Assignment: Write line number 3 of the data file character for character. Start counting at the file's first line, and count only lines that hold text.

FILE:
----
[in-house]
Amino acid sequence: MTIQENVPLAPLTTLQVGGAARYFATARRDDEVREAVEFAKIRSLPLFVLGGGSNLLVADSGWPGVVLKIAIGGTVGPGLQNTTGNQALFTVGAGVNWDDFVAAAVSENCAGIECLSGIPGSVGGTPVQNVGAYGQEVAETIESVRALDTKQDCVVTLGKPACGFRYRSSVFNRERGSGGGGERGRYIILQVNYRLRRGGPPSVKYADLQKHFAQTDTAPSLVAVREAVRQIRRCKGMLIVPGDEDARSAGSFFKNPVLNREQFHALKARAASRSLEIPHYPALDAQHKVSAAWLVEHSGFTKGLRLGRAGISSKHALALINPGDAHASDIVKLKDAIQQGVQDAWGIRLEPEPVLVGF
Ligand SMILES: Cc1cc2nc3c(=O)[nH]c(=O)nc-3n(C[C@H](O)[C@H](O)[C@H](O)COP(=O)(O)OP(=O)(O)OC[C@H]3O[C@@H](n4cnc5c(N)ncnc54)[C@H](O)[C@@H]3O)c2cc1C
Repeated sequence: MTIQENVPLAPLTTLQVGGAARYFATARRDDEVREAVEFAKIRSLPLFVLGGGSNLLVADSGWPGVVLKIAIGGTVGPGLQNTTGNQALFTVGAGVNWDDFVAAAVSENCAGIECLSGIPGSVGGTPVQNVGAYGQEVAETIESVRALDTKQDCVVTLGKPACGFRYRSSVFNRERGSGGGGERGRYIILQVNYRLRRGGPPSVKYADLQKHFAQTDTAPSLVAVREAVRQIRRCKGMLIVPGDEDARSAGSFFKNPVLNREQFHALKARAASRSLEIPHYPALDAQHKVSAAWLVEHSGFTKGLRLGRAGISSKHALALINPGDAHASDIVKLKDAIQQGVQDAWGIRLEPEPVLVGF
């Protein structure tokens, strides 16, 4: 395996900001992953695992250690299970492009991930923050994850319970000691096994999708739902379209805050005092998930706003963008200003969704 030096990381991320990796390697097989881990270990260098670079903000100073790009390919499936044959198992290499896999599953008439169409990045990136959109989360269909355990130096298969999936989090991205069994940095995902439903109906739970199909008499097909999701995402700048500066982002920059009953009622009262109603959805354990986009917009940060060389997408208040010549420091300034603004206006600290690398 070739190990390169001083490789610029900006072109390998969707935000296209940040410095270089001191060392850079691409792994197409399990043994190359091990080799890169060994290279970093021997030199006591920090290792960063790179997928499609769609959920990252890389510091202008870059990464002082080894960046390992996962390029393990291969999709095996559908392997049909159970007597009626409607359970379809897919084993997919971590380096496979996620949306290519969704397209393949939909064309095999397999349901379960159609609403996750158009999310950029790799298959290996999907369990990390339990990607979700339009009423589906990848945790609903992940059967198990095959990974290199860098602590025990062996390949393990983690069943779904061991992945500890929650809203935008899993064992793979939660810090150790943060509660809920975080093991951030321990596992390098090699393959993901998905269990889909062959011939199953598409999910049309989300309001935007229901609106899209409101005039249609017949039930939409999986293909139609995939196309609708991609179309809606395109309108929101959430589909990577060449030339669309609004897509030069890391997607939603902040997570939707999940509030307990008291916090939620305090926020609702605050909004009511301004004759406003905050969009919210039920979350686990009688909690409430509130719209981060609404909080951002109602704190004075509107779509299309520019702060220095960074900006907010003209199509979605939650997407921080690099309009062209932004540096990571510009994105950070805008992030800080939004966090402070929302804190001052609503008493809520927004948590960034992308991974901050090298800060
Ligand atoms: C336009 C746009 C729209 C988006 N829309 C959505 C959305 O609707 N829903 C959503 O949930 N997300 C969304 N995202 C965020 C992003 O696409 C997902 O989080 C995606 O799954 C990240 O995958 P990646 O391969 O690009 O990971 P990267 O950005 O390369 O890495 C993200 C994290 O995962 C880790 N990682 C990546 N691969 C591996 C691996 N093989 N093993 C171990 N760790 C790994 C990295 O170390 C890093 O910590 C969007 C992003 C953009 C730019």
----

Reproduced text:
Ligand SMILES: Cc1cc2nc3c(=O)[nH]c(=O)nc-3n(C[C@H](O)[C@H](O)[C@H](O)COP(=O)(O)OP(=O)(O)OC[C@H]3O[C@@H](n4cnc5c(N)ncnc54)[C@H](O)[C@@H]3O)c2cc1C